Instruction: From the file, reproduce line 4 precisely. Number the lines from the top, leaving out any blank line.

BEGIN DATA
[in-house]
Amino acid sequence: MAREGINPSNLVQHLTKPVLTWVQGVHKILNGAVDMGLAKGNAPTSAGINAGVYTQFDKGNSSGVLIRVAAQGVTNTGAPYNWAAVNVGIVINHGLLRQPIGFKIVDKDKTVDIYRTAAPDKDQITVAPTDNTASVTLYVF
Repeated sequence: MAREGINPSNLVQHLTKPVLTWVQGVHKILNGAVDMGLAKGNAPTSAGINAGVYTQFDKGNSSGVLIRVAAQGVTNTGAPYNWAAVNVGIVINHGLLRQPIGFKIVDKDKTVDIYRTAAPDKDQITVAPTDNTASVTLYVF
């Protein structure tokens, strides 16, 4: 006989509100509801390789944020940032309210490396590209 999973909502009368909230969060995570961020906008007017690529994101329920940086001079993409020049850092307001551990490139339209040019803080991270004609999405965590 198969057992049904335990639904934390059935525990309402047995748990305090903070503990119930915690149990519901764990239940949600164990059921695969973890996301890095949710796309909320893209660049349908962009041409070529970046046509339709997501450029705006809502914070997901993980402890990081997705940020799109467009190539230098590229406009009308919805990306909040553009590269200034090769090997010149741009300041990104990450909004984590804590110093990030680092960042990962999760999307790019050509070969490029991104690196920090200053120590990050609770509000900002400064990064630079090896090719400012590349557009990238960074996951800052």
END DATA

């Protein structure tokens, strides 16, 4: 006989509100509801390789944020940032309210490396590209 999973909502009368909230969060995570961020906008007017690529994101329920940086001079993409020049850092307001551990490139339209040019803080991270004609999405965590 198969057992049904335990639904934390059935525990309402047995748990305090903070503990119930915690149990519901764990239940949600164990059921695969973890996301890095949710796309909320893209660049349908962009041409070529970046046509339709997501450029705006809502914070997901993980402890990081997705940020799109467009190539230098590229406009009308919805990306909040553009590269200034090769090997010149741009300041990104990450909004984590804590110093990030680092960042990962999760999307790019050509070969490029991104690196920090200053120590990050609770509000900002400064990064630079090896090719400012590349557009990238960074996951800052």